- The Washington Times - Tuesday, February 14, 2017

ANALYSIS/OPINION:

President Trump knew when he took the oath of office that the media wasn’t supportive of him, the Democrats were already planning protests and that many within his own party wanted to see him fail.

What he probably underestimated was the opposition he’d face among federal bureaucrats, so called civil servants who are supposed to be there to serve at his will.

One federal servant told The Washington Post he would resist Mr. Trump’s orders, depending how it “affected the world in general,” adding that Mr. Trump, “aint’ the boss of me.”

Except he is.

Civil servants don’t make policy, they implement it. That’s their job.

Yet most are diametrically opposed to the president’s directives.

According to a report in The New York Times on Sunday, a group of scientists at the Environmental Protection Agency strategized last week about how to slow-walk Mr. Trump’s executive orders without being fired.

How brave.

“At the Treasury Department, civil servants are quietly gathering information about whistle-blower protections as they polish their resumes,” The Times reported.

At the United States Digital Service, an organization created by former President Barack Obama to overhaul the government’s digital services and databases, many of them are worried their “technical prowess” will be harnessed for a new, more diabolical purpose.

“This is a crisis moment,” Mickey Dickerson, the former boss of the unit told his former employees after Mr. Trump won, according to The Times. “The coalition that brought us all together for a while is broken, because the values we have all prioritized differently are now pointing in different directions.”

The Washington Post reports: “Federal workers are in regular consultation with recently departed Obama-era appointees about what they can do to push back against the new president’s initiatives.”

It’s no secret that Mr. Trump’s White House has been plagued by leaks to the media — many of them from disgruntled civil servants.

Government staffers leaked to The New York Times and The Washington Post about conversations former White House National Security Adviser Michael Flynn had with Russian contacts before the inauguration. Those leaks led to the resignation of Mr. Flynn.

“The only reason we’re finding out about it now is because a patriot did leak this to The Washington Post, did get this information out there, or else we wouldn’t even have known about it,” Joe Scarborough said on MSNBC on Tuesday morning.

A patriot, or a federal staffer with an anti-Trump agenda?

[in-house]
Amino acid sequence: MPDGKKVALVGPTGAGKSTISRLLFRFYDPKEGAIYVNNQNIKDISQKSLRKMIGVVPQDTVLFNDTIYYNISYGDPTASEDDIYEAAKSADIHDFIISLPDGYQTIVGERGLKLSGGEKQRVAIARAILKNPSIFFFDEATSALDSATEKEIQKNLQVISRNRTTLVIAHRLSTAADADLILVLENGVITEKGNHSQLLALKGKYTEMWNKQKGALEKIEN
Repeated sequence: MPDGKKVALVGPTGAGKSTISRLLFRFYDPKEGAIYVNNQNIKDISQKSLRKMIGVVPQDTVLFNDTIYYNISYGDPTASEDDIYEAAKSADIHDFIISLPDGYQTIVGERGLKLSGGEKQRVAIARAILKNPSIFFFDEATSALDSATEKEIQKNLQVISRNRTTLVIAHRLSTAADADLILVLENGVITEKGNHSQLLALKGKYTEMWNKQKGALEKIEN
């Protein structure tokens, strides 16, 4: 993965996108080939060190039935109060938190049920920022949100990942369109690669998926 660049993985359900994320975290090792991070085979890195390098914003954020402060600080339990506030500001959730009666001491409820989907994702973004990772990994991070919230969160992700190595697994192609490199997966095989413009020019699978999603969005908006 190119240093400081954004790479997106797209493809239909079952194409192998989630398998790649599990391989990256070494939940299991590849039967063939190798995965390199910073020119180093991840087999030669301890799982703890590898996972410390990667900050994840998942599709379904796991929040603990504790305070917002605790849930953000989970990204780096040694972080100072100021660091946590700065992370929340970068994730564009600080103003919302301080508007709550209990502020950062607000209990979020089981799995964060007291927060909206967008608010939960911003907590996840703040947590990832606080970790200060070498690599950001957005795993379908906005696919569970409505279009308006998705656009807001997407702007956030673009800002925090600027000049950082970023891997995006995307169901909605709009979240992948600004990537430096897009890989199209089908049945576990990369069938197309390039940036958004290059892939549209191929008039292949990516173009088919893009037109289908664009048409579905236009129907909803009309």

Because of the anonymity of these sources, there’s no way for the public to ascertain the leakers’ motive. Is it to protect national security? Protect the White House from potential blackmail? Or is it to embarrass the new administration, or to angle for a new post either inside or outside of the federal government?

The Flynn resignation is the most successful get of these career staffers, but there’s been small victories as well.

Sally Q. Yates, the former acting attorney general, defied Mr. Trump’s immigration ban orders that had been cleared by her own Office of Legal Counsel and the White House. She was let go within hours but heralded by the left as a progressive warrior.

Politico reports that “federal employees worried that President Donald Trump will gut their agencies, are creating new email addresses, signing up for encrypted messaging apps and looking for other, protected ways to push back against the new administration’s agenda.”

The goal, Politico reports, is for these employees to get their anti-Trump message across without violating any federal rules covering workplace communications, which could get them fired.

The Interior Department has already sent out rogue tweets, after being told to shut down its Twitter account. The department was posting climate change warnings hours after Mr. Trump was sworn into office.

Then there was the debacle at the Education Department. Some staffer sent out misspelled tweets hours after Secretary Betsy DeVos was confirmed. Was it an honest mistake, or an intentional action made to make Ms. DeVos look bad after her controversial appointment?

Under current Merit Systems Protection board case law, civil servants must obey the president’s orders, and then challenge its validity if they disagree. The only way to defy such an order without this protocol would be in “extreme or unusual circumstances” in which the employee would be placed in clear danger, or cause irreparable harm to the safety of the public.

It looks as though many civil servants are taking it into their own hands in determining what exactly defines irreparable harm to the safety of the public. It seems every move Mr. Trump makes falls into this category for them.

Copyright © 2017 The Washington Times, LLC. Click here for reprint permission.

blog comments powered by Disqus

 

Click to Read More

Click to Hide